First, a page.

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The North Sea is a shallow epicontinental sea, located on the UK Continental Shelf, between the east coast of the UK and the west coasts of Norway, Denmark and the Netherlands. It is more than 970 km (600 mi) long, 580 km (360 mi) wide, and covers over 570,000 km sq (220,000 mi sq) with an average water depth of 90 m. 

It contains several basins with regional highs seperating them that are remnants of significant geological events. These events are where the Earth's crust was thinned and stretched, causing subsidence. Each basin across the North Sea has its own unique name and geological history. 


While oil, gas and coal can be found onshore, the majority of the sedimentary rocks rich in oil and gas have found to be offshore. These rocks can be found in thick stratigraphic intervals that filled the basins of the North Sea and underwent the ideal heat and pressure conditions to turn organic matter into hydrocarbons.

The North Sea is a majority oil and gas basin and has been since exploration began in the late 1960's, with first production in the 1970's. At the height of its success, the combined exports of the UK, Norway, Denmark and the Netherlands made the North Sea the world's fourth largest oil producer and third largest gas producer.

The North Sea is now at a mature stage with a significant number of the fields in decline. It continues to supply oil and gas as part of the fuel mix  in the energy transition, as well being a centre for decommisioning hydrocarbon wells and facilitating exploration of geothermal energy, carbon capture and  hydrogen storage as we work to use less fossil fuels to combate climate change.

Regional map of the North Sea basins. From Patruno et al., 2021

The North Sea


The geology of the UK is famous for being extremely diverse, as it records almost every period of geological time. This complex geological history has helped shaped the landscapes we know today.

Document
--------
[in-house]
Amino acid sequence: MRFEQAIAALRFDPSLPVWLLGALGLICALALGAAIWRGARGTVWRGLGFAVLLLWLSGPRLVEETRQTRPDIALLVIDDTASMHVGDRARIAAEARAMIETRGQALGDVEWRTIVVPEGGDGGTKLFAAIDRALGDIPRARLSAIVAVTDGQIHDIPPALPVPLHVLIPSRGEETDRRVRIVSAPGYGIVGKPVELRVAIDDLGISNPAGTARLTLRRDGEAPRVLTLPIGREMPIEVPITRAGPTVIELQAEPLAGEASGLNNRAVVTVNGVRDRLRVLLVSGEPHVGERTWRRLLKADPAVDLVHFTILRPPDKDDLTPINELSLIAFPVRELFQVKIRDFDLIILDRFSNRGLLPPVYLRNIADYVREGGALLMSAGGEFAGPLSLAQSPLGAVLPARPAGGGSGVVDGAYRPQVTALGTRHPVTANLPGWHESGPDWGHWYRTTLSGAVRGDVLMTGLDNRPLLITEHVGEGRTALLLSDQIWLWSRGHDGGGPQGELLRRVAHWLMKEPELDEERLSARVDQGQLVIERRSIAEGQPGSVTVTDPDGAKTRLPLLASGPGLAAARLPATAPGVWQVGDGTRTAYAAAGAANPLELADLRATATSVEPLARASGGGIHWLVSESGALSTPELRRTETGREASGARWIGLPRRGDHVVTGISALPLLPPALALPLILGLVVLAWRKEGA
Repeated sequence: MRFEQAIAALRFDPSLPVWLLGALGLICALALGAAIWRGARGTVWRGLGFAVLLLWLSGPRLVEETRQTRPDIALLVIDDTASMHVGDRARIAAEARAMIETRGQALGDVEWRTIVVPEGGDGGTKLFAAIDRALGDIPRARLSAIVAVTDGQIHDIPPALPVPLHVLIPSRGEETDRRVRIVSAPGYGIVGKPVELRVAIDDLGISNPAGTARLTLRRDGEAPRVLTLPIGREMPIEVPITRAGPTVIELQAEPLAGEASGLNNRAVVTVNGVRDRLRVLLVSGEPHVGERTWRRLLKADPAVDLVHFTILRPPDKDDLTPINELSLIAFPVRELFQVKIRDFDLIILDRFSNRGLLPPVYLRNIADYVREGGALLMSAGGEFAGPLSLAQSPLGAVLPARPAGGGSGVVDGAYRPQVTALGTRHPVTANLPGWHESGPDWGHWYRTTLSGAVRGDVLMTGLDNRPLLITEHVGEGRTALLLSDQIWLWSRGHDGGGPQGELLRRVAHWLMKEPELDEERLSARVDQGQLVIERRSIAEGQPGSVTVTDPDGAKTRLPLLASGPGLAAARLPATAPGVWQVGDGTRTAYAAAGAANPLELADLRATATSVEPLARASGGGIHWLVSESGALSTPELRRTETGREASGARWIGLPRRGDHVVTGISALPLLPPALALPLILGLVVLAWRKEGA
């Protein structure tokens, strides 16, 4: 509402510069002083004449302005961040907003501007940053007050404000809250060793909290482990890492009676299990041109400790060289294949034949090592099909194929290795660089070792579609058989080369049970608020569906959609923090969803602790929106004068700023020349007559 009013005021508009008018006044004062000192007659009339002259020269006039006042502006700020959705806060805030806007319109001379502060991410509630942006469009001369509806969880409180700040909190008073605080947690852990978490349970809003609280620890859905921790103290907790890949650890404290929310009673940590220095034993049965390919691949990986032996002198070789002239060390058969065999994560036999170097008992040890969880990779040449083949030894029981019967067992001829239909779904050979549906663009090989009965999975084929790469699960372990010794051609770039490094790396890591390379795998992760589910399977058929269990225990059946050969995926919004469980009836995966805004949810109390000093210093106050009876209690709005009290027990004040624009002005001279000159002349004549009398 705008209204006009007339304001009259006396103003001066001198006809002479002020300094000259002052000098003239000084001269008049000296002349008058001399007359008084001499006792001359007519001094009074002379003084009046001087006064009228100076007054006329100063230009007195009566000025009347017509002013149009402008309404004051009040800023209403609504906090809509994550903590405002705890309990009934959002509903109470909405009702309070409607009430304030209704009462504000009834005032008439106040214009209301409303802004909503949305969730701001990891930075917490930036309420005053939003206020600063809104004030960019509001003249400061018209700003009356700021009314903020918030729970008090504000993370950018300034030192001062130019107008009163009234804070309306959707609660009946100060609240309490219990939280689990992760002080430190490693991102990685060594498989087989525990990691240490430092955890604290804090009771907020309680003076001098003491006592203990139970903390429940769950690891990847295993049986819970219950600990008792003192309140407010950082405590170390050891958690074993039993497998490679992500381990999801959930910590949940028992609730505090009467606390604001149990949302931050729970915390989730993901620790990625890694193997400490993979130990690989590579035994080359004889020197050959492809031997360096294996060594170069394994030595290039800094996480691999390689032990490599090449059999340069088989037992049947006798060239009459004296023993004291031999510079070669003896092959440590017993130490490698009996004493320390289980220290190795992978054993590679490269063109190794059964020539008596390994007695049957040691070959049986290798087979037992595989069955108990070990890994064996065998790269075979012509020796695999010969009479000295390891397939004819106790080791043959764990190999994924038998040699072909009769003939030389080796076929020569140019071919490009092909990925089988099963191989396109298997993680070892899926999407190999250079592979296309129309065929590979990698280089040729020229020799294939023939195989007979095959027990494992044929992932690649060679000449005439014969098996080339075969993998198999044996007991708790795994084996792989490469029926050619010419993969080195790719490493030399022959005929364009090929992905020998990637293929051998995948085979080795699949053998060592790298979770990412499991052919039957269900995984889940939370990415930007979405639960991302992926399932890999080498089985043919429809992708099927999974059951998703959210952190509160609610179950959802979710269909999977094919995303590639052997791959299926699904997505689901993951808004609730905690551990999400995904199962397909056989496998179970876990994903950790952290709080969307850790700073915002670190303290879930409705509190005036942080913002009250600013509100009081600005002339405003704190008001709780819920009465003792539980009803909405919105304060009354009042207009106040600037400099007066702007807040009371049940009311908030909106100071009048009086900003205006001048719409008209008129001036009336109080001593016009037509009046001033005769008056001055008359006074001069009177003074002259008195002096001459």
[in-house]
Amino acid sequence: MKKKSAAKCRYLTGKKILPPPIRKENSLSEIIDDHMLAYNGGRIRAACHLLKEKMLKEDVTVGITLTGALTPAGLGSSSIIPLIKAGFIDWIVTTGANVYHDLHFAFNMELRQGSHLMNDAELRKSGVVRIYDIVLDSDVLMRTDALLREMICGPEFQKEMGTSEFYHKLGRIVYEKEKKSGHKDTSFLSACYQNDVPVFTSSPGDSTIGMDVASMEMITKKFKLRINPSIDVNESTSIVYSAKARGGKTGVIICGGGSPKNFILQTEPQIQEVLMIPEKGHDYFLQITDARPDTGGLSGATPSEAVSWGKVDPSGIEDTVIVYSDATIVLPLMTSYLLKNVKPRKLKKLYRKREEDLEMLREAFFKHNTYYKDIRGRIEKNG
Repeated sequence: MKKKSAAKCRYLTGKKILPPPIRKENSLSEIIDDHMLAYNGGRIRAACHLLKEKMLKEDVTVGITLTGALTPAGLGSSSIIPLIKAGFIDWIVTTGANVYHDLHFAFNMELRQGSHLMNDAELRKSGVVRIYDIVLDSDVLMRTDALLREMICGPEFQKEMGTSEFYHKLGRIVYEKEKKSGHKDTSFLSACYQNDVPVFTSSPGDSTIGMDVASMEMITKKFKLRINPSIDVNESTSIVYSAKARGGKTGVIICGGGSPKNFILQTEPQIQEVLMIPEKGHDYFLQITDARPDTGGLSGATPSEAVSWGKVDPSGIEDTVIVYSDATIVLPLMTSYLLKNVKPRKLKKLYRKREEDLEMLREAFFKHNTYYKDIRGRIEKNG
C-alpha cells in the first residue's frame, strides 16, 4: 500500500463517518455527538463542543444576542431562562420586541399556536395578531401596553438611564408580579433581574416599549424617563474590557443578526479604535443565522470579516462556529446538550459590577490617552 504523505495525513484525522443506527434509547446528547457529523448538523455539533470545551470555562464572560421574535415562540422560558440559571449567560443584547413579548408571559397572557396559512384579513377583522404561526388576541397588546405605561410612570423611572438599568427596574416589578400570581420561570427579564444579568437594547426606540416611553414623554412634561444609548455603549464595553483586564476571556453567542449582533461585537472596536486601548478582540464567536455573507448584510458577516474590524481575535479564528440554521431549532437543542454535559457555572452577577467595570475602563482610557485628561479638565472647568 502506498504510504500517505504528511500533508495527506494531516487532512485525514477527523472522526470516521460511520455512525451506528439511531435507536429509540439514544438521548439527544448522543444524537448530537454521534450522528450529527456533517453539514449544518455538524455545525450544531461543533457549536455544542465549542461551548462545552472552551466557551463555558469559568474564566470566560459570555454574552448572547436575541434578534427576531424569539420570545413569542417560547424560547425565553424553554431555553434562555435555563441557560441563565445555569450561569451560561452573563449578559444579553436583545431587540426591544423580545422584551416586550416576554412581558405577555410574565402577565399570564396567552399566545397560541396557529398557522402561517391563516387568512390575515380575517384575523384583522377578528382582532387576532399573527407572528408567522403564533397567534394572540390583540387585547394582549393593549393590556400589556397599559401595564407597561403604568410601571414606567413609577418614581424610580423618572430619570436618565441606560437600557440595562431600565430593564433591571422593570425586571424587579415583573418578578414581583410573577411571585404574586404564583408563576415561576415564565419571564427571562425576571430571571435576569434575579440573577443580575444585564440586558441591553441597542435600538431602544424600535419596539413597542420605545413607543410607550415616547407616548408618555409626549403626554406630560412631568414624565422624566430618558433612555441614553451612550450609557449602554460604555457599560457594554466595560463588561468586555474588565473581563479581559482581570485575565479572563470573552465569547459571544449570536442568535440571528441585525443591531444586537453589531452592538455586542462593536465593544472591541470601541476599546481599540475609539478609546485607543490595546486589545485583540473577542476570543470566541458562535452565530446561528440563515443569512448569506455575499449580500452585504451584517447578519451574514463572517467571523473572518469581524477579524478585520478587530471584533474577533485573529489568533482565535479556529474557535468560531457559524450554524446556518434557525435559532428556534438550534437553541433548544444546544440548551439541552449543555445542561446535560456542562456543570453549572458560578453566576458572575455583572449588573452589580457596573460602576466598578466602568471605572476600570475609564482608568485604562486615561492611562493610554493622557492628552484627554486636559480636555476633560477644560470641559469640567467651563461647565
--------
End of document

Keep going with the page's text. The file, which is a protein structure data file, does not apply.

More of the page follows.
The series of basins offshore around the UK have helped preserve a record of rocks from the Devonian to the Eocene, over 380 million years. This is because during the Permian t0 Triassic, and then the Jurassic, the whole area was dominated by significant rift systems as supercontinents started to break up. Following this, the North Sea basins have been affect by post-rift subsidence, uplift and have been infilled by siliciclastic and carbonate sediments through the Cretaceous to the present day.

Want to learn more? This video presented by Henk Kombrink and Stuart Archer takes the viewer throught the geological history of the North Sea through a series of maps, core samples and onshore outcrops.

The Rock Record
Geological Time


The Paleocene-Eocene is a largely unfaulted, post-rift sequence, with deepest burial recorded in the central part of the basin. The strata consist of significant amounts of siliciclastic sediments, with minor coals, tuffs, volcaniclastics rocks and reworked carbonate sediments.


Tectonic activity during the Paleocene is thought to have been related to the development of Icelandic plume, which drove the rifting of the North East Atlantic and associated volcanism in the West of Shetland area. This caused regional uplift and erosion, the source of the siliciclastic deposits which dominate the Paleocene and Eocene interval. Paleocene and Eocene sediments are distributed extensively across the Central and Northern North Sea and contain many of the hydrocarbon fields and discoveries within the basin.


The Upper Cretaceous is dominated by carbonate sequences in the Central and Southern North Sea, with little to no siliciclastic sediments. In the Northern North Sea, the Upper Cretaceous becomes dominated by siliciclastic, clay-rich sediments during the largest transgression (flooding event) in the Earth's history. These successions were deposited in an extensive, relatively deep epicontinental sea during typical 'greenhouse' conditions, when the climate was warm to subtropical.


This was also a tectonically quiet period, punctuated by periods of compression and inversion related to early phases of the Alpine Orogeny. Upper Cretaceous carbonates or Chalk provide reservoir rocks for significant hydrocarbon accumulations mainly in Danish waters but some fields can also be found in the UK North Sea. 


During the Early Cretaceous, siliciclastic rocks were deposited in a string of epicontinental seaways formed as a consequence of earlier Jurassic rifting activity. The tectonic regime of the North Sea was affected by active plate margins along the Western parts of the European plate, changes in the intra-plate stresses and regional thermal subsidence.